Australian insurers could be forced to pay out billions of dollars in insurance claims after five Supreme Court judges found pandemic exclusions in business interruption policies were invalid.
The insurance industry was rocked by an unfavourable judgement on Wednesday evening after the NSW Supreme Court of Appeal sided with policyholders in determining business owners affected by COVID-19 with certain policies should be paid.
Insurers could be forced to compensate policyholders for lost income due to COVID-19. Credit:AP
Insurers QBE and Suncorp acknowledged the loss in ASX announcements on Thursday morning, but it did not stop the investor sell-off and shares at the two companies dropped by almost 4 per cent over the course of the day.
Insurance Australia Group went into a trading halt so it could assess the financial impact of the judgment and determine if a capital raise was necessary.
Public facing businesses forced to close due to lockdown restrictions, including restaurants, bars and gyms, are among those likely to have business interruption policies. A survey released in August by technology company Fivverr found one in five small businesses have lost more than $100,000 because of the pandemic.
Large businesses could also be affected, with ASX-listed entertainment group Star suing insurer Chubb over rejecting its business interruption claim. The next hearing of that case is scheduled for April next year, with Star arguing it should be covered as the abrupt change in trading conditions was out of its control.
However, the test case ruling is only relevant to policies that reference an outdated Act of Parliament. The mistake is common in policies sold by the major insurers but JP Morgan's senior insurance analyst Siddharth Parameswaran said the exact number of policies affected had not been reported.
"They clearly didn’t intend to cover business interruption. They never charged a premium for it," Mr Parameswaran said. "It’s the ones where they had the wordings wrong… that’s where the risks are."
QBE said it expects each claim will be no larger than $5 million and the total payments should not exceed the group's reinsurance cover of $500 million. Suncorp on Monday increased its provision for business interruption claims by $125 million to $195 million in the event of an unfavourable court ruling, but this provision was dependent on there not being a third wave or further lockdowns.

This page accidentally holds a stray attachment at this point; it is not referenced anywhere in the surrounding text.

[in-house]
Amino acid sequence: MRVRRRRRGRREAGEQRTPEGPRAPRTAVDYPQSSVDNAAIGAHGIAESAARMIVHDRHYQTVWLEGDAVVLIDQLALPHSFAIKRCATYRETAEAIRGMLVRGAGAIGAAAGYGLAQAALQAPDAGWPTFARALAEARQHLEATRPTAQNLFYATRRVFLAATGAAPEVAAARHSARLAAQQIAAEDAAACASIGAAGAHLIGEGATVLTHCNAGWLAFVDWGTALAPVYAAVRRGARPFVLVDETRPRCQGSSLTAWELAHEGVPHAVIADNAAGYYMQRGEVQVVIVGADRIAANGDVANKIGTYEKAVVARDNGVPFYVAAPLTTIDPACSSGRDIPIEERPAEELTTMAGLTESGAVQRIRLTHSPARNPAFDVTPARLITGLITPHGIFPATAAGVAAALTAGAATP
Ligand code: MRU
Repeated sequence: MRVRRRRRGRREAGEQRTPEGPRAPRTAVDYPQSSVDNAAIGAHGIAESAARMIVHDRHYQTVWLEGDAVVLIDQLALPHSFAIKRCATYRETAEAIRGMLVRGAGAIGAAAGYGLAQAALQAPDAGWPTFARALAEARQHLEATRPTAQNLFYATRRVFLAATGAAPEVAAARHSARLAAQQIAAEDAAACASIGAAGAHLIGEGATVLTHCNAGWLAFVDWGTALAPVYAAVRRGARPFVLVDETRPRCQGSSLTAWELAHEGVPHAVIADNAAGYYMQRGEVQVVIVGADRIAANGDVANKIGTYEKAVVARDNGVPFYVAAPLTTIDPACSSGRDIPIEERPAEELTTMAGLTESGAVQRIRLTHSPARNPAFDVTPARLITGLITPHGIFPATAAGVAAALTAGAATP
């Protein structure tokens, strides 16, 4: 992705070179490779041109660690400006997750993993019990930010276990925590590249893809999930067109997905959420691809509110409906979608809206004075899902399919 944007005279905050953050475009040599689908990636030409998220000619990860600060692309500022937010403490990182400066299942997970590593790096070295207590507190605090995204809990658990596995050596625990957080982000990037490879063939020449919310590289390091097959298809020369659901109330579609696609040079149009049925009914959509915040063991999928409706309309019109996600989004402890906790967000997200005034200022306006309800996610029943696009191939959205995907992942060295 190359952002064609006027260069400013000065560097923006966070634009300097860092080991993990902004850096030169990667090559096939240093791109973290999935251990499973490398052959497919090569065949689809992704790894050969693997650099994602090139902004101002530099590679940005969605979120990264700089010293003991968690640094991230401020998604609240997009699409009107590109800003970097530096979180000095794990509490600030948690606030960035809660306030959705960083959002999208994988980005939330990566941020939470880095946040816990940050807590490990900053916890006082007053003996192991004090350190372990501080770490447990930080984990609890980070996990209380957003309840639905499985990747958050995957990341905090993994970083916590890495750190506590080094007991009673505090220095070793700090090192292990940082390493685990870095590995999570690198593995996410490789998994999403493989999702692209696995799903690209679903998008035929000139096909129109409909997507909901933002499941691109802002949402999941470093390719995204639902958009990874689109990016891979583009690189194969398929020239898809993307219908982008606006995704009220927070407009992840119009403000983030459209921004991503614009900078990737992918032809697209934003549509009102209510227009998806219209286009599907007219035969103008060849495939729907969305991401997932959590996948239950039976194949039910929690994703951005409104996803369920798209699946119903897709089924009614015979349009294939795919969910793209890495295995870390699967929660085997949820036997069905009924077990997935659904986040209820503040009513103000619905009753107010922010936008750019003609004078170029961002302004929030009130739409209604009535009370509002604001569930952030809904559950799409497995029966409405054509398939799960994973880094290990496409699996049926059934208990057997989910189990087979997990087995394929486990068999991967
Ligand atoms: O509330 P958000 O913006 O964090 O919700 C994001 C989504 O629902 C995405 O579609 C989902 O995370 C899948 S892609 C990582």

Morgan Stanley told clients IAG's strong capital position would be maintained "even if it were to incur an unlikely $2 billion of gross claims". Few claims were lodged before the test case, "but more seem likely now", it said.
Macquarie said it did not expect capital raises to be necessary and estimated the total exposure would be around $225 million for IAG and $250 million for Suncorp. It said between 35 to 40 per cent of business insurance packages would include a business interruption add-on and estimated total market losses of $1.25 billion.
The test case was brought by the Insurance Council of Australia (ICA) to extinguish doubt that pandemic exclusions were valid after the Australian Financial Complaints Authority received a handful of complaints about denied claims.
"Obviously the insurance industry didn’t expect to lose it. Now, it looks like there certainly will be some claims that they may not have been expecting that they’ll have to pay out on," Mr Parameswaran said.
Maurice Blackburn insurance lawyer Josh Mennen said the court's ruling was "totally unsurprising".
"As a consumer lawyer, we see insurers rely on the plain black letter wording of their own policies to deny claims all the time," he said. "Insurers have an obligation to ensure that their products are up to date with the existing legislation. If they fail to do that and it’s to their own disadvantage, that’s too bad. They're stuck with the consequences of their error."
The ICA said it would consider an appeal as well as a second test case to "explore outstanding policy matters" including proximity and prevention of access. "The Insurance Council will continue to work with all stakeholders and government to provide clarity for all parties and the industry."
Mr Mennen called on policyholders to make a claim as soon as possible. "If it turns out that insurers ultimately are liable, the claimants who have made claims may well be entitled to interest and consequential losses for the delay."
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